| 7:08 pm on Aug 3, 2011 (gmt 0)|
|When you submit a URL in this way Googlebot will crawl the URL, usually within a day. |
I love this. The "Fetch as Googlebot" feature doesn't use the real googlebot, just an understudy who has learned all its lines. So they have to crawl the page all over again for it to count.
Today's interesting lesson: When you (that is, you, not me) make a post in Windows-Latin-1 using curly quotes and em dashes, my browser decides it is in "Japanese (Shift JIS)" and turns those six non-Latin-1 characters into Kanji.
| 5:24 pm on Aug 4, 2011 (gmt 0)|
|if the fetch is successful |
So, what would define a successful fetch vs. an unsuccessful fetch?
| 5:35 pm on Aug 4, 2011 (gmt 0)|
I started this awhile back ~ it's a very useful GWT feature but be aware that you are limited in how many you can fetch on a per week basis, so be sure to prioritize and do the most important URLs first.
| 7:53 pm on Aug 4, 2011 (gmt 0)|
In what circumstances would this be useful? Googlebot gets round to most pages reasonably quickly, doesn't it?
| 8:49 pm on Aug 4, 2011 (gmt 0)|
Is this 'better' than a sitemap ping? Seems like more work doing onesey twosey (Fetch as Googlebot) rather than a single submission of a sitemap file with multiple URL's.
What am I missing?
| 11:06 pm on Aug 4, 2011 (gmt 0)|
Is this now a way for G to sniff out original material versus scraped and/or duplicated content? Perhaps even a way for G et. al. to suppress duplicated, re-purposed, revised, rewritten versions of the same material?
So, maybe feed the bot before feeding the rss feed?
| 12:46 am on Aug 5, 2011 (gmt 0)|
>In what circumstances would this be useful?
After the Panda virus decimated my sites, I started wondering if my most important pages were even visible any more to Googlebot, so to put those questions to rest, I used this tool. When each page came back with "Success", I could at least rest assured that I had not fallen into the Googlevoid. For that reason alone it was time well spent one night.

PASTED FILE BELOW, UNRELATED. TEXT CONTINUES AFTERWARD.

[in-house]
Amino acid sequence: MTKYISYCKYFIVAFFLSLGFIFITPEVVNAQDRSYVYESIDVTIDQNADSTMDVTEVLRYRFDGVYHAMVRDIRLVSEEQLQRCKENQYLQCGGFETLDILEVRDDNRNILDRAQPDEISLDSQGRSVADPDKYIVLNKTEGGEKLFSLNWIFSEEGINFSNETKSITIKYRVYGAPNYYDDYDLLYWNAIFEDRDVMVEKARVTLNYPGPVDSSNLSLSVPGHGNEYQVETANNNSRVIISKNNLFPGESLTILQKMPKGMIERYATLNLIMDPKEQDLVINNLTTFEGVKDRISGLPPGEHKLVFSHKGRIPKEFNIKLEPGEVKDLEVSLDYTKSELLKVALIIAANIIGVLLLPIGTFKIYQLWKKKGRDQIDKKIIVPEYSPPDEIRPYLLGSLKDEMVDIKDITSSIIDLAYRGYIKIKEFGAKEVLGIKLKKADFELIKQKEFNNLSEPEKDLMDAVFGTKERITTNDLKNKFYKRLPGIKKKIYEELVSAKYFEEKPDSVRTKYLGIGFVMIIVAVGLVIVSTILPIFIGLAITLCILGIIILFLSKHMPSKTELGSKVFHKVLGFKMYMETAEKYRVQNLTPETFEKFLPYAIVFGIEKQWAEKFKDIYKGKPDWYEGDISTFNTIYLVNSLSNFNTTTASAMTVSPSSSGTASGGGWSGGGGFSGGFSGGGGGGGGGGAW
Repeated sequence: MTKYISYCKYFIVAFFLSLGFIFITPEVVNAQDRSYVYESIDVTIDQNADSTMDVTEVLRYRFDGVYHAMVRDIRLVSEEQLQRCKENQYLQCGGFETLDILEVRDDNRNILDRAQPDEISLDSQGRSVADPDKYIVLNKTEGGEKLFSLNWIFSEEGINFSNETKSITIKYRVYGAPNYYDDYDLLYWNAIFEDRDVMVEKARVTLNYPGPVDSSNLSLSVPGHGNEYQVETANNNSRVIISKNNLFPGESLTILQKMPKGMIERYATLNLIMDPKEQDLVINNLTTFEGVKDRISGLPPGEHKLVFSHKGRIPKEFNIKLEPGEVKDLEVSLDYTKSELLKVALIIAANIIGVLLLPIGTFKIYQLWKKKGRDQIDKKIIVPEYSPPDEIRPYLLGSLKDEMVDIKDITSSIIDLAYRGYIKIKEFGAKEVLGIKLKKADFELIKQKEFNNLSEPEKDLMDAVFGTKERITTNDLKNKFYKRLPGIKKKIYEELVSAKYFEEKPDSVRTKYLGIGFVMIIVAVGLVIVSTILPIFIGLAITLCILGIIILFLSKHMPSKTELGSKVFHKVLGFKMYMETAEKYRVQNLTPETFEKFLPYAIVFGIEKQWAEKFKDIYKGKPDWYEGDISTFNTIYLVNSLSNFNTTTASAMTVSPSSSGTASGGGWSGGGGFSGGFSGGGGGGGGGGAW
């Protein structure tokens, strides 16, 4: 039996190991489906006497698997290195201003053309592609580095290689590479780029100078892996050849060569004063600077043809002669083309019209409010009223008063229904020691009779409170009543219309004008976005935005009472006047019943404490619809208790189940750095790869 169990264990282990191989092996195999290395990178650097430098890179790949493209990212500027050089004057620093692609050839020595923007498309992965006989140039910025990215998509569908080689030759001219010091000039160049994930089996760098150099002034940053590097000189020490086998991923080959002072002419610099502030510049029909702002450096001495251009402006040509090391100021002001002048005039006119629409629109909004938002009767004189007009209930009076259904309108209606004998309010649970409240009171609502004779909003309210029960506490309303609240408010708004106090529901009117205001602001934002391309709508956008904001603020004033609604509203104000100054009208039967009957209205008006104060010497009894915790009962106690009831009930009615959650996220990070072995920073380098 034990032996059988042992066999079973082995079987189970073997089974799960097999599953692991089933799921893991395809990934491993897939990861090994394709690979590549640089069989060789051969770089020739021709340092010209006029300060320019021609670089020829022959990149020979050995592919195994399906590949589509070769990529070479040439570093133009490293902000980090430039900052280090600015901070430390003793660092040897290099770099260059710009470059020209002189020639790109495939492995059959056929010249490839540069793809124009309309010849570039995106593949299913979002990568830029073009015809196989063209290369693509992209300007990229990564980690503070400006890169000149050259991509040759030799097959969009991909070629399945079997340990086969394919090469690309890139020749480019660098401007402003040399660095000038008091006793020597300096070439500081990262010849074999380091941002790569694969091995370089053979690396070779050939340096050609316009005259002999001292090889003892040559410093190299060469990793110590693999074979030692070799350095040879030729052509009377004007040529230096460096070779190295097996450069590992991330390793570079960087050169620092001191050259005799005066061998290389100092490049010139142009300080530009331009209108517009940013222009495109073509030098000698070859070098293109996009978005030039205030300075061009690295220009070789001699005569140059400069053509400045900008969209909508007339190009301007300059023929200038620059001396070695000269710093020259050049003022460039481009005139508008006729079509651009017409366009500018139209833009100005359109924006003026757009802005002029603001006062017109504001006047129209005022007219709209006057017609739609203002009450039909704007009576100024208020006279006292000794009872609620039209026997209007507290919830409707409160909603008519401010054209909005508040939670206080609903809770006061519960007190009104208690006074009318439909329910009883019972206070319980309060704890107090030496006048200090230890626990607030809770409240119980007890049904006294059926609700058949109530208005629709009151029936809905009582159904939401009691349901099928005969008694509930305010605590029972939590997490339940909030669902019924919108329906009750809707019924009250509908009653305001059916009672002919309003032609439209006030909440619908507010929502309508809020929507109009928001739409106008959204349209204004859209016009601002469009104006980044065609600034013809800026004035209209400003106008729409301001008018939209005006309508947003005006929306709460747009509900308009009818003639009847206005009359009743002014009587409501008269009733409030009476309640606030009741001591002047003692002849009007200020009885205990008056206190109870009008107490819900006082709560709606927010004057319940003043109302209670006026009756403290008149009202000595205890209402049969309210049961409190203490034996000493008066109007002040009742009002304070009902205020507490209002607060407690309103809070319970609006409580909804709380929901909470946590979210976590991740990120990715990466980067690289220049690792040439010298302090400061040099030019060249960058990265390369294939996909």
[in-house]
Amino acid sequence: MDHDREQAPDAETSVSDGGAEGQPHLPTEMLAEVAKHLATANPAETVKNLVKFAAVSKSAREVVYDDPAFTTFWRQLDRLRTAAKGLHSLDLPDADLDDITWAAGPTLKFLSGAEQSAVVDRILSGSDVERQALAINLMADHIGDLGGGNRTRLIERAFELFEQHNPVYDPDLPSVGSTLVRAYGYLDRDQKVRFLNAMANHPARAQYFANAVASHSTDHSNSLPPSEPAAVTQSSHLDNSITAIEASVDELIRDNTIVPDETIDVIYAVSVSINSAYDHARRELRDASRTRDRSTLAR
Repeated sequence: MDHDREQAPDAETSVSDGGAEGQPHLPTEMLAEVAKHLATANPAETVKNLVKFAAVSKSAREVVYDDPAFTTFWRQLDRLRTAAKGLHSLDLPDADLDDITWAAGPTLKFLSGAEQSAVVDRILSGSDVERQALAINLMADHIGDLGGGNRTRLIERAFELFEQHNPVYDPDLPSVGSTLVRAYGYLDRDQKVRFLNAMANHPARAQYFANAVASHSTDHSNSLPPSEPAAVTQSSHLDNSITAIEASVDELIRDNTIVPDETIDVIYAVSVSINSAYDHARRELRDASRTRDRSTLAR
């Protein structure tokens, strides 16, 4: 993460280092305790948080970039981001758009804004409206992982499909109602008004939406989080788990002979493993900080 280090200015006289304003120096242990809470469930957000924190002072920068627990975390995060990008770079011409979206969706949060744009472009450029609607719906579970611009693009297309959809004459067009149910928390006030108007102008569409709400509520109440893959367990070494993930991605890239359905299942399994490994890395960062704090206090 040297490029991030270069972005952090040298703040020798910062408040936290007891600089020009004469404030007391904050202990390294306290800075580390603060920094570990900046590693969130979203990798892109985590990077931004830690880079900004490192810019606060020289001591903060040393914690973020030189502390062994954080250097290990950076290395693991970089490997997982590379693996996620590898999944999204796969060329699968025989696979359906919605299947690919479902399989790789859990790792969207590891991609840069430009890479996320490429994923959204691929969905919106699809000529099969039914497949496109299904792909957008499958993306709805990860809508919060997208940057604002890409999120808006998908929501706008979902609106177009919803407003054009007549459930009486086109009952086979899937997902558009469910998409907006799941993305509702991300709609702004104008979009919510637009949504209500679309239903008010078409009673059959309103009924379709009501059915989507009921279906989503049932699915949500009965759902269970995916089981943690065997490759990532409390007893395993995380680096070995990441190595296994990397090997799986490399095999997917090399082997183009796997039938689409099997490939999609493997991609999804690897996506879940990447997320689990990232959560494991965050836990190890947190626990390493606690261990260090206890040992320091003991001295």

| 12:54 am on Aug 5, 2011 (gmt 0)|
Be careful with this. It's of no danger to most websites and webmasters but when you announce to Google that "I DEFINITIVELY OWN THIS SITE" you're signing up for the unknown. Google may or may not place guides and restrictions based on you and/or your history of which the contents of are unknown to you. It's a game of roulette though most likely safe for the majority of webmasters.
If however you've been penalized on another site and/or are working on some rankings issues of some kind you may be 'infecting' your new site right out of the gate. Make sure your portfolio is in clear sailing mode before you use this for a new site, imo.
| 1:06 am on Aug 5, 2011 (gmt 0)|
|I started wondering if my most important pages were even visible any more to Googlebot |
Wouldn't a sitemap do the same thing? One category of Crawl Errors is "On Sitemap", presumably meaning the sitemap is the only way they know of a page's existence. If you've got a trick for convincing g### that a given page doesn't exist, once they've decided it does, I think everyone would like to hear it.
| 1:56 am on Aug 5, 2011 (gmt 0)|
>Wouldn't a sitemap do the same thing?
Yes, as would have my raw logs. But I was in panic mode and thus grasping at straws (none of which are apparently attached to anything). I ran the tool until it came back with the message that I had maxed out, then a week later did it again, so not a lot of time was lost, and with the exception of Sgt's post above, had not heard of a downside...
| 5:07 am on Aug 5, 2011 (gmt 0)|
Not understanding how this is in any way helpful to anyone.
Sounds like the Google site submission tool, antiquated beyond its time years back...
| 12:45 pm on Aug 5, 2011 (gmt 0)|
Is it just Google heroin to give adicts more to obsess about?